HERE on the graveyard shift we are prone to worry. We worry about affairs of state and the state of affairs. We worry for those who are under the illusion of going forward but are actually running to standstill. Most of all, though, we worry that we are all on the road to nowhere.
This week, another signpost appeared from over the horizon. It materialised in the form of news about cosmetic surgery which is all the rage. At the outset, we would like to put it on record that many of us on the shift could, at this stage of the game, do with a spot of cosmetic realignment. In fact, some of us would like to nip and tuck away at ourselves until the cows come home. But we've no money. Others apparently do.
This year, according to The Examiner, Irish people are due to spend 6.9m interfering with their bodies.
The country's biggest service provider performed over 2,000 operations last year, and the craze reaches all parts. In Dublin, an estimated 680 people spend up to 80,000 every month on botox injections and straightening out wrinkles.
Breast enlargements are the bee's knees in Killarney.
In Sligo, they're big into breast reductions. Penile enhancements turn them on in Wicklow. There are no figures for penile reductions, although we understand there is a thriving black market for the operation in the Cavan area.
A facelift will set you back 6,000 and Wexford people are mad for it. Liposuction costs 3,600 in Cork, while ear reshaping is something that can be done in Galway. And if you want to get twisted, you can step into the nearest hostelry and emerge seven hours later.
Here on the shift, we're worried sick about the whole thing. There was a time when cosmetic surgery was the preserve of accident victims and Hollywood fruitcakes. The former were engaged in repairing what the violent intervention of fate had damaged. The latter were actors for whom their face was their fortune. And they were fruitcakes.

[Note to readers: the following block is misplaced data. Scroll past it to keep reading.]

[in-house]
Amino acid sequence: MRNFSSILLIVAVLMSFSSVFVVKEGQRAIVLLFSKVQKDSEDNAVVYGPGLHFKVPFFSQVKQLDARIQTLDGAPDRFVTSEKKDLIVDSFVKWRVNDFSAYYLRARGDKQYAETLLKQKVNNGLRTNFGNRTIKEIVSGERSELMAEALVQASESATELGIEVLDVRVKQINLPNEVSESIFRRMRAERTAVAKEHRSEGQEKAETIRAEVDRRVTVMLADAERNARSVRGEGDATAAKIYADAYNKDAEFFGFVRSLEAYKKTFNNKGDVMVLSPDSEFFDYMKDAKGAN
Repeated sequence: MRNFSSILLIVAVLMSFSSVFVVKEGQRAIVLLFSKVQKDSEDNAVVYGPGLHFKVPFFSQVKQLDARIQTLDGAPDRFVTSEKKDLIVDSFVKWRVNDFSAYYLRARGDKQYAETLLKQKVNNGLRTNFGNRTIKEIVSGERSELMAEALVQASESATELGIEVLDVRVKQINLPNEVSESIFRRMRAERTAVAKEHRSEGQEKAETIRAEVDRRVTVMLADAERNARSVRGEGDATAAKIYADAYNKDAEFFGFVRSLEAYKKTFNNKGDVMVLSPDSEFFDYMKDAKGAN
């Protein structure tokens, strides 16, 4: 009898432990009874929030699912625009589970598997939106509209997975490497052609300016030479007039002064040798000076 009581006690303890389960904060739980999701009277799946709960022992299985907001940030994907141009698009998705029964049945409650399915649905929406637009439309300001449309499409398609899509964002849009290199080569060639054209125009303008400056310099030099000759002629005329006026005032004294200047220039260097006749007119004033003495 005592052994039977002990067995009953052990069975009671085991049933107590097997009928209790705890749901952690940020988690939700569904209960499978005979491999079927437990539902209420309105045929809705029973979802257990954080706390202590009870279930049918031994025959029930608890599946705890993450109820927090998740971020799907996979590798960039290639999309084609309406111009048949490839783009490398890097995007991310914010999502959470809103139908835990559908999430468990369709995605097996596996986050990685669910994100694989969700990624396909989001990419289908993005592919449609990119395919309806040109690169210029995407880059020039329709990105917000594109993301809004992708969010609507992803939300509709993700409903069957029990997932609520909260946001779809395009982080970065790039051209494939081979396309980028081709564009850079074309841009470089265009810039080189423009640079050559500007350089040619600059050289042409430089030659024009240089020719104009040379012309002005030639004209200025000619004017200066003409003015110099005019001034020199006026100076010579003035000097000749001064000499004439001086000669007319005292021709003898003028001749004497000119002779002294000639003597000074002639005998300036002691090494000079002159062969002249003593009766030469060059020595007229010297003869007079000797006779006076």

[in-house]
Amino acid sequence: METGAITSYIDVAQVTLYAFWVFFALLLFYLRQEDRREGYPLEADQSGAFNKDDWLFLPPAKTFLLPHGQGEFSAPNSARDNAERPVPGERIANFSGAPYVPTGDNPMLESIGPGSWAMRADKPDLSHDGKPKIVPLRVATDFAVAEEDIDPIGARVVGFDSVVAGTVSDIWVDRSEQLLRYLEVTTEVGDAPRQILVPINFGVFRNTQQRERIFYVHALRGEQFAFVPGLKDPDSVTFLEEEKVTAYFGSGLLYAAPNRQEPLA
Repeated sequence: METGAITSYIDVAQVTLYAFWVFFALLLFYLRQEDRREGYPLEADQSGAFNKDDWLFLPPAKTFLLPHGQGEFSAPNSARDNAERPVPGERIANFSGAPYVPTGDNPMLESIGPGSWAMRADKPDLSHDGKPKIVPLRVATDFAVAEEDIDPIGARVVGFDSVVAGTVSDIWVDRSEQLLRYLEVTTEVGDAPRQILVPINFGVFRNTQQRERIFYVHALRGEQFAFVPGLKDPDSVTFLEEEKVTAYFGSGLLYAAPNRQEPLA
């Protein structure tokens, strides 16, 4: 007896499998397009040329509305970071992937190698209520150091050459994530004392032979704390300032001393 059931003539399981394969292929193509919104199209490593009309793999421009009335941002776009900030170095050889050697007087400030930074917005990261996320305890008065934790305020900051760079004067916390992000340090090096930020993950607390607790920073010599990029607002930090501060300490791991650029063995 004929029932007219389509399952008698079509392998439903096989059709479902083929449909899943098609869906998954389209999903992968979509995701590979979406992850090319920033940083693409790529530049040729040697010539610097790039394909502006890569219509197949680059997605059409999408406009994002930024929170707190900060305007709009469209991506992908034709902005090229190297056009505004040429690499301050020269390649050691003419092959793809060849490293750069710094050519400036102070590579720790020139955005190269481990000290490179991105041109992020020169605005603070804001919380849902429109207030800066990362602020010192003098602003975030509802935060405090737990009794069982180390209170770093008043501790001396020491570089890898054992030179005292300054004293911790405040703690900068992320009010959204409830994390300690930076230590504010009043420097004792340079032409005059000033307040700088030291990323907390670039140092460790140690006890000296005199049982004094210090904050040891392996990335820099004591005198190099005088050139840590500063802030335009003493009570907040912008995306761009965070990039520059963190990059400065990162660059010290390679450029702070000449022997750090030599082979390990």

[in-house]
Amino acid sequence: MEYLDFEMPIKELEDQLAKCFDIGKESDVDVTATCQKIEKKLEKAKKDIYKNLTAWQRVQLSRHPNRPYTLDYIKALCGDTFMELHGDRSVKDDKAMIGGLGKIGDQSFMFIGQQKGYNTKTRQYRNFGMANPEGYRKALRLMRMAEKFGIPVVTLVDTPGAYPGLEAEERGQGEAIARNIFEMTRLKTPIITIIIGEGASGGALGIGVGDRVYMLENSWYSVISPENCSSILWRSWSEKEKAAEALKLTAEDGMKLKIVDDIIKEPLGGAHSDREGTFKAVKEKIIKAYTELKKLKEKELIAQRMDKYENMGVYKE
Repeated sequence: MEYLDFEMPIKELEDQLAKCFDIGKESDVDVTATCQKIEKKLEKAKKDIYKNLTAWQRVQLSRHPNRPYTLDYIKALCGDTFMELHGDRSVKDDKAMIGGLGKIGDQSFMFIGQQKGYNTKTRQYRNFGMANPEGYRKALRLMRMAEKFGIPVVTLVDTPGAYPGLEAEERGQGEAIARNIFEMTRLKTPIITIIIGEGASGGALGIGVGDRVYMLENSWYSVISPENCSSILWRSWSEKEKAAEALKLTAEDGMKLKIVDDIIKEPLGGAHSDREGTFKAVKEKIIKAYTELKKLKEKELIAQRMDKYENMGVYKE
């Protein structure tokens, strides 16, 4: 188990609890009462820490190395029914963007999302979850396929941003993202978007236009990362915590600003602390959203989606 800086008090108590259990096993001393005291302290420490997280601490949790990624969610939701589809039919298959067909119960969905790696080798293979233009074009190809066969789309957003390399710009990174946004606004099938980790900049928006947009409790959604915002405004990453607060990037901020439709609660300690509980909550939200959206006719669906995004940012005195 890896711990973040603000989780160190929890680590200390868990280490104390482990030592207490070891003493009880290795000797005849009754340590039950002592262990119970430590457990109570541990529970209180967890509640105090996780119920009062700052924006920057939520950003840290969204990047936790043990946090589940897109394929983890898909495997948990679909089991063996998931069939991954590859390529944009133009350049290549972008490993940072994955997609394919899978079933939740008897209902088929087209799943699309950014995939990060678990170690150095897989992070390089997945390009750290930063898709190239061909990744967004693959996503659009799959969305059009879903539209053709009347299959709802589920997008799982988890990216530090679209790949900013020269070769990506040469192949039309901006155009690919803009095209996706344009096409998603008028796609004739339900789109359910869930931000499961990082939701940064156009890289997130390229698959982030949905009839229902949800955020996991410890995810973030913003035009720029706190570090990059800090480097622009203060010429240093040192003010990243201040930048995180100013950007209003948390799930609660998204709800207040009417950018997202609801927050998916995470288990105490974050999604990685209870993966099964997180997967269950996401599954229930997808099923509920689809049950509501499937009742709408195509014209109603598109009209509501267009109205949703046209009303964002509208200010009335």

Everybody else left their bodies alone. Some treated theirs with respect and were careful about food and exercise. Others paid no heed, regarded the body as an albatross while time worked its cruel way, and tried not to think about it too much. Most people were, and still are, somewhere in the middle, a little effort here, blind indifference there.
Danger stalked cosmetic surgery in those days, as if evolutionary forces were placing a heavy tax on the whole affair. Today, it's a walk in the park. Unless, of course, you're somebody like the actress Lesley Ash, who was left with a rubber hose for lips after her shot at perfection. Or unless you're compulsive facelifter Michael Jackson, who looks as if his face is about to pour down his neck any day now.
The increasing popularity of the business has coincided with this country's elevation to rich nation.
Some people now have lots of money. The pursuit of physical improvement, particularly in the battle against age, is to the fore.
You no longer have to accept what you were born with, or pull hard against the chain of years. Your desire for the perfect body need no longer be matched by iron discipline. The wrinkles are not inevitable.
Time won't have it all its own way from here on in.
All you need is a few bob and a smiling surgeon.
So what is the next step?
Last week, it emerged that a cloning scientist had used the DNA of dead children in his experiments. Bereaved parents had paid Dr Panos Zavos, who runs the Centre for Reproductive Medicine in Lexington, Kentucky, to use the DNA to create hybrid embryos.
The scientific community has expressed outrage. "It is grossly misleading to suggest that you can replicate a loved one, such as a child lost in a road accident, by producing a cloned person with the same genetic material, " said Professor Richard Gardner, chair of the Royal Society Working Group on Stem Cell Research.
Dolly touched down in 1997, seven short years ago.
Now the possibility that a human being can be cloned is being talked about in very real terms. The United Nations is expected to ban human cloning next month, but in today's world, such a ban, and widely held ethical considerations, will not be enough to stop it from happening.
What then for the pursuit of perfection? The day will inevitably come when cloning will be used for cosmetic purposes. And on it goes until cloning will be the ultimate lifestyle accessory. Today's plastic surgery will be tomorrow's cloning. From there, it's not too far to full human cloning.
The awful realisation is that little can be done to prevent this march. There will be finger-in-the-dyke stuff, but ultimately we will arrive at this place, the end of the road in the pursuit of perfection. Commercial interests help it along its merry way, but evolution is the driving force on this journey along the road to nowhere. Then maybe, at last, the graveyard shift will be able to afford that mother of all nip-and-tuck jobs.